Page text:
2 minute read
New federal funding is available for organizations interested in creating new harm reduction programs for substance use or expanding existing ones. The size and focus of this funding is historic for the US.
Eligible applicants are States; local, Tribal, and territorial governments; Tribal organizations; non-profit community-based organizations; and primary and behavioral health organizations. Total funding is $30 million over the next three years. Twenty-five awards are available, up to $400,000 per award per year.
Harm reduction includes strategies like overdose-reversal medications (e.g., Naloxone), fentanyl test strips, SBIRT, safe syringe programs, and more. The goal is to lessen the negative social and/or physical consequences associated with substance use behavior.
Since this announcement was made, I’ve seen several Tweets from government officials. The governor of my home state, Pennsylvania, tweeted this out:
Senator Chuck Grassley announced the bipartisan Rural Opioid Abuse Prevention Act passed in the Senate Wednesday 8 December.
At my institution, I am part of a team working with a county jail health department to increase access to medication for opioid use disorder (MOUD) using peer support specialists (i.e., navigators). The county jail nurses screen every detainee entering the jail. There are hundreds of positive screenings each month, but the jail has very limited services.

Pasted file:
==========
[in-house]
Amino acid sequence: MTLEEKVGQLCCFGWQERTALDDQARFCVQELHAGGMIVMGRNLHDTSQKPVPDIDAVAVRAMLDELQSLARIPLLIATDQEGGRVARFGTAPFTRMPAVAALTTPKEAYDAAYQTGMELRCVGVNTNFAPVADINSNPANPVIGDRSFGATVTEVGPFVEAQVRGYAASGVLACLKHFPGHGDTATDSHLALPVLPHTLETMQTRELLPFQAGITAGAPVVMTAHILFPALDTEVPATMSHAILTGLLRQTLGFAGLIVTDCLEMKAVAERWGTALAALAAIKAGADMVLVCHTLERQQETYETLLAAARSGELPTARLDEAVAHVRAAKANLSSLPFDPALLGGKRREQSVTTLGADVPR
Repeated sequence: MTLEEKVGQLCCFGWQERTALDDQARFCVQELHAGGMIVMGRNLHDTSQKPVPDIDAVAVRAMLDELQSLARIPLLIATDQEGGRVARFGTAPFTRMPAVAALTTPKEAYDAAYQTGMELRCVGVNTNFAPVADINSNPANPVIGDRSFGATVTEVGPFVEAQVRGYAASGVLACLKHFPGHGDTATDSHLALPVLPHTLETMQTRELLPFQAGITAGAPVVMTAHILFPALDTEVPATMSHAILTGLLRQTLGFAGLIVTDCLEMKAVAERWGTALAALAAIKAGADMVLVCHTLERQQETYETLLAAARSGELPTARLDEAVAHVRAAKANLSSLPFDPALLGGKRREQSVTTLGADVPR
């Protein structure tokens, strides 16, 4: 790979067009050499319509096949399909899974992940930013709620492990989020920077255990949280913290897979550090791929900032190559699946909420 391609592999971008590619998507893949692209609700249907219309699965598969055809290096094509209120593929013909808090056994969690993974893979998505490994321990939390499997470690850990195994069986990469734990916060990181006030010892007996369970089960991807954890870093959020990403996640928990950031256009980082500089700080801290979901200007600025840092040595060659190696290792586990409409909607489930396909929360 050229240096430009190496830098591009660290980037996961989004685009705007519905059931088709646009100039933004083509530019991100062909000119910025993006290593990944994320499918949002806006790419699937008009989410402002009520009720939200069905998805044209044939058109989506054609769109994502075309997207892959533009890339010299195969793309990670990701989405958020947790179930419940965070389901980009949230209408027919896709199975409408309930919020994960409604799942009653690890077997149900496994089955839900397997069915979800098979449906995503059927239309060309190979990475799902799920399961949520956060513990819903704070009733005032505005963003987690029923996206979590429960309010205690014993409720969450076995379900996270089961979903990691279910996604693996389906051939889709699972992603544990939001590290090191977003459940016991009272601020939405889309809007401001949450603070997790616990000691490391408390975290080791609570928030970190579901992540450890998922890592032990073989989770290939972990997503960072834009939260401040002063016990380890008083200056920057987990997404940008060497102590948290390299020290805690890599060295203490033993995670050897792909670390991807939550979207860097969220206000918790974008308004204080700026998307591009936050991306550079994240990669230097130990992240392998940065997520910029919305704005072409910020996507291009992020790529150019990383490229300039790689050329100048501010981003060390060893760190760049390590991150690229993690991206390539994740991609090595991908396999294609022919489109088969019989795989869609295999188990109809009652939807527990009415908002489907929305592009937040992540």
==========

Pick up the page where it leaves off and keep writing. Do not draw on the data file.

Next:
A colleague of mine is working to increase the specificity of fentanyl testing strips. There are multiple analogs of fentanly with varying potencies. Some cities and states offer drug checking locations to test for fentanyl, a powerful opioid whose influence has grown over the past five years. The testing strip technology has not caught up to the diversification of fentanyl.
Another colleague of mine is working with a large non-profit that distributes overdose-reversal medications in Arizona. This non-profit does incredible work, but lacks the data expertise to effectively track and evaluate distribution outcomes. Better data analysis will lead to more precise distribution efforts.
If you are looking for more funds to reduce the harm of substance use in your community, then consider applying. This is a good time to ramp up efforts to meet the demand.